Best of 2021: “Dune” Hair & Makeup Department Head Donald Mowat’s Delightful & Disturbing Designs
This interview is part of our highly subjective, decidedly non-comprehensive “Best of 2021” year-end list. It was originally published on October 22.
With the highly anticipated release of Dune in theaters and on HBO Max here at a long last, fans will finally see director Denis Villeneuve’s vision of Frank Herbert’s epic sci-fi novel come to life. Dune is about the intergalactic power struggle between House Atreides, House Harkonnen, and the Fremen. Paul Atreides (Timothée Chalamet), his father Duke Leto (Oscar Isaac), and his mother Lady Jessica (Rebecca Ferguson) are asked to travel across the galaxy to govern from Arrakis, the desolate, dangerous planet its indigenous population the Fremen call Dune. Arrakis is rich in Spice, the most valuable commodity in the universe. Members of vicious, violent House Harkonnen, led by The Baron (Stellan Skarsgård) have plans to get control of Arrakis, killing anyone in their way.
The world-building of Dune is extraordinary, requiring all below-the-line departments to bring their best, from production design to costuming and hair and makeup. The Credits spoke to Donald Mowat, a longtime collaborator with Denis Villeneuve who headed the hair and makeup department for the new film, about his experience designing these sometimes naturalistic, sometimes terrifying, and otherworldly looks.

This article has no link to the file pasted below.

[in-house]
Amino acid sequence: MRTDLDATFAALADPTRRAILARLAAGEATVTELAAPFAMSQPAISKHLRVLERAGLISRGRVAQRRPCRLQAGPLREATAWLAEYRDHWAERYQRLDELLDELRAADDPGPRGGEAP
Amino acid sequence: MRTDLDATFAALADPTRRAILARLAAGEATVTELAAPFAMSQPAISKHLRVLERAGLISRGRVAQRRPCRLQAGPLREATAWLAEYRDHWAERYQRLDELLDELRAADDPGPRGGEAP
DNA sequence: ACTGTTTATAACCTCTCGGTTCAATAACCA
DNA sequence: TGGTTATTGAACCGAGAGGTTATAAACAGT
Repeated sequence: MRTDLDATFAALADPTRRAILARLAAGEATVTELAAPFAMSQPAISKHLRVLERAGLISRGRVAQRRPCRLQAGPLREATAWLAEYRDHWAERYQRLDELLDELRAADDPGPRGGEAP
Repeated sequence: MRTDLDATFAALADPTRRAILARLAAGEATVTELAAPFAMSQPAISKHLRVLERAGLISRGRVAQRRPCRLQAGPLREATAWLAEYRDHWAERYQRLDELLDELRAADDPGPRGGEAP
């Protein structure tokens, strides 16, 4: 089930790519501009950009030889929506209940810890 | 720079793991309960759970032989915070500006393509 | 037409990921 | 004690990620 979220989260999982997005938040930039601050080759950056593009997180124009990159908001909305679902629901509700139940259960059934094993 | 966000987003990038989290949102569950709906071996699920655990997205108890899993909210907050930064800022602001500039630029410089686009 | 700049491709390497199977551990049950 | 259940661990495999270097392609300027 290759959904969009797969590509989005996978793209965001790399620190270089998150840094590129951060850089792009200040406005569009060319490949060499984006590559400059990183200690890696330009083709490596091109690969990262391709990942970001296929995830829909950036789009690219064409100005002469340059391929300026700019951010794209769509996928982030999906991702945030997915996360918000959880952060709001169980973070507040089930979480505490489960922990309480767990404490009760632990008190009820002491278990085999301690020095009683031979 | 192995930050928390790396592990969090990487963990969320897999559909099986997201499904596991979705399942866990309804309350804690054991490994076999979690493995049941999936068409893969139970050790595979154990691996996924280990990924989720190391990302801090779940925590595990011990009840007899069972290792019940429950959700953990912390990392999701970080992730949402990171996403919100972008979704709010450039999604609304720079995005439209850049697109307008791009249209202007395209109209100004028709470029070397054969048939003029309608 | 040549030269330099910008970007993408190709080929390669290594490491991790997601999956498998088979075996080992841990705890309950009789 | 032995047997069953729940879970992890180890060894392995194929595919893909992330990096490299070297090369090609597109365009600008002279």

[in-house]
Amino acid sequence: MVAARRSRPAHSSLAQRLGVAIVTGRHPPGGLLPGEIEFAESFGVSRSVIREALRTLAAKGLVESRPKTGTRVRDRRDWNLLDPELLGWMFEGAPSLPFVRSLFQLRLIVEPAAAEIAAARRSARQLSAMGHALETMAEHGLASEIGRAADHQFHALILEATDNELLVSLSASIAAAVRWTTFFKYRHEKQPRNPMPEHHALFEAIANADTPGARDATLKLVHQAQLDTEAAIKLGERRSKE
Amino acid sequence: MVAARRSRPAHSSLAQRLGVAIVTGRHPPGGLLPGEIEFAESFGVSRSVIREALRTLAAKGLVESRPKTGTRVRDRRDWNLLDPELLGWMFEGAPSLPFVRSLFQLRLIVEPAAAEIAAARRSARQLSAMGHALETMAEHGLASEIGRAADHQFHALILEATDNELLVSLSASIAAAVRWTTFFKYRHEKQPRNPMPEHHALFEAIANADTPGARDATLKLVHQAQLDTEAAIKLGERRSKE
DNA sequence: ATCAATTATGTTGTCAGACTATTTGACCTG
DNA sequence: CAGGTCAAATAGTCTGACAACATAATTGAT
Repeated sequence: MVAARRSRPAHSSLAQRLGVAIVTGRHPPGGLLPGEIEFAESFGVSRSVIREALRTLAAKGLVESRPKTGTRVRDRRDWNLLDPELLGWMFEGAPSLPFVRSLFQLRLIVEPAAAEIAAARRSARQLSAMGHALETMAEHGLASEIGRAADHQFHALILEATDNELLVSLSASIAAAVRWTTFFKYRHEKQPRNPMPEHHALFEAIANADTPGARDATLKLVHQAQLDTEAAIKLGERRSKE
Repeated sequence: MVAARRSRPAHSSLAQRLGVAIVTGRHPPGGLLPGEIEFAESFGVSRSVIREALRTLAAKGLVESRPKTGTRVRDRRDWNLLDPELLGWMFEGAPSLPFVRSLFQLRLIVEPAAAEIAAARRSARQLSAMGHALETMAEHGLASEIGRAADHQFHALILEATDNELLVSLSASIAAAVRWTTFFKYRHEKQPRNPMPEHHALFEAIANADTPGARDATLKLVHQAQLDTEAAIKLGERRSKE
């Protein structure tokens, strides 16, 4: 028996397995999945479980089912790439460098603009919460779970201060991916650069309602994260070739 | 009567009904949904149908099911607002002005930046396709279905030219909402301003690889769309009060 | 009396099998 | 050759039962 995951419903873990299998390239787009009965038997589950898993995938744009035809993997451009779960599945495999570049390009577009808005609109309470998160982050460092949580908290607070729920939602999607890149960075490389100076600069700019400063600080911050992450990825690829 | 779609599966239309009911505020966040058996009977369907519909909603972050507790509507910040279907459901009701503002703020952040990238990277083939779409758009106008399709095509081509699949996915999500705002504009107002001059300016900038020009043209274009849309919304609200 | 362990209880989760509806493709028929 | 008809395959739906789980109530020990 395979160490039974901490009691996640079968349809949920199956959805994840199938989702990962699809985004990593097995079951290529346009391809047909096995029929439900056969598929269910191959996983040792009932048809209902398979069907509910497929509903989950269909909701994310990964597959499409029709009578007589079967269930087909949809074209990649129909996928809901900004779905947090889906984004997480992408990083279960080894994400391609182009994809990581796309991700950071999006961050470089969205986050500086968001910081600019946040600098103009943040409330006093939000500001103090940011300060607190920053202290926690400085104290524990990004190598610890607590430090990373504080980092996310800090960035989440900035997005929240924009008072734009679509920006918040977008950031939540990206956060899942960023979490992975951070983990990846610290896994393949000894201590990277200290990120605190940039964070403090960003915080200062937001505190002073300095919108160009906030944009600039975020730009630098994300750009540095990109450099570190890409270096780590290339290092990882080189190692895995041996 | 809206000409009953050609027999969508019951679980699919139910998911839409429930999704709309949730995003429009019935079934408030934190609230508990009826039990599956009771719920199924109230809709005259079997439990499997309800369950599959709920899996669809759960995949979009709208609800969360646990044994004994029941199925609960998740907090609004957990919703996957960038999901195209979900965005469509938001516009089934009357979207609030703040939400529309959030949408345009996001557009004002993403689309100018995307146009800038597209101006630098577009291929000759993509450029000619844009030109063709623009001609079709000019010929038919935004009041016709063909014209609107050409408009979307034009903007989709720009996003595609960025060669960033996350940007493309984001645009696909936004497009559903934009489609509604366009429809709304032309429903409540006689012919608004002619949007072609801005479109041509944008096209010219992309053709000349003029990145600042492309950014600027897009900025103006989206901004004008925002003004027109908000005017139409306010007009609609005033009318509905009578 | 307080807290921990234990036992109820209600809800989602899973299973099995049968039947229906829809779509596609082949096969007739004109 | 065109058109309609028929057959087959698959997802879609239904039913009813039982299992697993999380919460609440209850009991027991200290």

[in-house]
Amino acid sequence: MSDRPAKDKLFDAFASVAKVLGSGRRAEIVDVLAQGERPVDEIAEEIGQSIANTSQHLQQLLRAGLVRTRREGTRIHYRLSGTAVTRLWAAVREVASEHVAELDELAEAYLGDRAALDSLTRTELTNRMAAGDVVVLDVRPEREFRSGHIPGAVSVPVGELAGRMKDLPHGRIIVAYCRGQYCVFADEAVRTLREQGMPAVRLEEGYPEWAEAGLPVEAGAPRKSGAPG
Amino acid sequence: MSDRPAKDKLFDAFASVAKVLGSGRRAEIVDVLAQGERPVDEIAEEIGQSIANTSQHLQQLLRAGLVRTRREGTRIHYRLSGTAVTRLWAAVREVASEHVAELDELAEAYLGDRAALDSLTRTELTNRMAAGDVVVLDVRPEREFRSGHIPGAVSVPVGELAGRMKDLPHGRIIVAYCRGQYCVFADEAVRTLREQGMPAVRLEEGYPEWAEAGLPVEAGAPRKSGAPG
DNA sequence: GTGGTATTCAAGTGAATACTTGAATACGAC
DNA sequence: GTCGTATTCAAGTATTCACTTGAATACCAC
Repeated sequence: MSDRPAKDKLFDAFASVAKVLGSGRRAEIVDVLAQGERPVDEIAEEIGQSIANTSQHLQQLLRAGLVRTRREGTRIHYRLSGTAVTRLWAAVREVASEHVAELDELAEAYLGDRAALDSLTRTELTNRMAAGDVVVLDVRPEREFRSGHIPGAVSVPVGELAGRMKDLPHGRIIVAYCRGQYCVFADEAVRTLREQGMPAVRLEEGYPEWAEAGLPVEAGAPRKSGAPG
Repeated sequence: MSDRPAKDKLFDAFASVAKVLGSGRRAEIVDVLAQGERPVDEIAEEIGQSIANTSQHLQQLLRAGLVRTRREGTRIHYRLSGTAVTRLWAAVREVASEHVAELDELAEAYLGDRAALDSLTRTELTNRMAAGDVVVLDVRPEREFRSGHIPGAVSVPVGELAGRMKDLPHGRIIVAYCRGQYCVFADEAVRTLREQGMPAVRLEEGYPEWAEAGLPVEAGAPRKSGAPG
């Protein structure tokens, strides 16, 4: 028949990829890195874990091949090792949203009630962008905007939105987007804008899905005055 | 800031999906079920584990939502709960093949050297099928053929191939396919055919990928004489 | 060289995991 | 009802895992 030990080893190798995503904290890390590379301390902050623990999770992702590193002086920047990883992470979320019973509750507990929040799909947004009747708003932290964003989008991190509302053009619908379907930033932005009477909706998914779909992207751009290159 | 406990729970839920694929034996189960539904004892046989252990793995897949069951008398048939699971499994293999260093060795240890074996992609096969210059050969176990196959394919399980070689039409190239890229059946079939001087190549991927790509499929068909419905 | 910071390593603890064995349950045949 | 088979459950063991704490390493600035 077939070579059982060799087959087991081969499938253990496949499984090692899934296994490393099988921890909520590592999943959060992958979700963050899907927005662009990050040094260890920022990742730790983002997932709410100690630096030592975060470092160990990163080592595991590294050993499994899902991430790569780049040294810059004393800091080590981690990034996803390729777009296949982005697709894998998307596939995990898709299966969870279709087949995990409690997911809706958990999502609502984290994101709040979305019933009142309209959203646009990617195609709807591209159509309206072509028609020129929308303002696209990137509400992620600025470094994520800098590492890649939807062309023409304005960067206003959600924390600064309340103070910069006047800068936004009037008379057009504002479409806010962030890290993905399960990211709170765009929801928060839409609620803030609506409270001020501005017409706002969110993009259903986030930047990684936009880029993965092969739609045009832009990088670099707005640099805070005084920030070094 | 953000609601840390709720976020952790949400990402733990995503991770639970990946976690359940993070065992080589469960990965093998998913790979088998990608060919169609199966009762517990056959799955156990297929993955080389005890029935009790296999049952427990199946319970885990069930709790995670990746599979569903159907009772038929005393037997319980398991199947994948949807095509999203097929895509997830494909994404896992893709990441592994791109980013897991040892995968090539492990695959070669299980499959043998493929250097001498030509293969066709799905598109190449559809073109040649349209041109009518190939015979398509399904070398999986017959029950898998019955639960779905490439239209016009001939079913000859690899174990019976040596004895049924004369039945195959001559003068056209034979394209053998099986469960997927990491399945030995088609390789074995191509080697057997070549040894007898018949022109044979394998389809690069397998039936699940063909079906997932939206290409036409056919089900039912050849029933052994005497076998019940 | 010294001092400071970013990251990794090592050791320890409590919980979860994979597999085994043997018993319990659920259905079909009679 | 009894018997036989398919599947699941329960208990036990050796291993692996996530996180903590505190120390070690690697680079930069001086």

DP Greig Fraser shot Dune on a large format digital camera, then Villeneuve transferred the image onto 35MM film, which was scanned back into digital. Fraser called it ‘a beautiful melding of digital and analog’. How did that impact the choices you made when creating the naturalistic makeup used for Rebecca Ferguson and Timothée Chalamet?
Well, let’s just preface it by saying Greig made us all look really good. He is a wonderful director of photography. I’m very privileged to work with a lot of people who are using the newest and latest technology, and I learned a lot about digital with Roger Deakins, who is a good friend, on Skyfall. He introduced me to Denis Villeneuve. I think the naturalistic look for Rebecca was really important to me and for Denis. Rebecca is extraordinarily beautiful. That’s not even a discussion. We’ve seen her in Mission Impossible, but it’s a manufactured look. Here she needs to be Timmy’s mom, but also the concubine, and noble, and a superhuman intellectual. She’s everything rolled into one. For me, I kept thinking of Ingrid Bergman crossed with Grace Kelly. She could look too young, so we gave her, I’m not going to say severe, but a more neutral, very simple hairstyle. That helped bring her age up a little bit, not so girlish, and made a parallel between her look and Miss Charlotte Rampling. The colors and tones of the foundations are neutral and very pale, because of where they live. Timmy and Rebecca also have to work visually together. I mean, he’s her son. He’s also his father’s son, so his hair is a tamed version of Oscar’s hair, which one day in the future he’ll have. There was a lot of thinking it through and thinking ahead. On Dune, it was the one film I worked on where I had to think a lot into the future of how the story ends and what happens later.
You said a major inspiration for the look of the Baron was Marlon Brando in The Island of Dr. Moreau. How were the concepts translated through your collaboration with prosthetic makeup designer Love Larson and key prosthetic makeup artist Eva von Bahr in Sweden?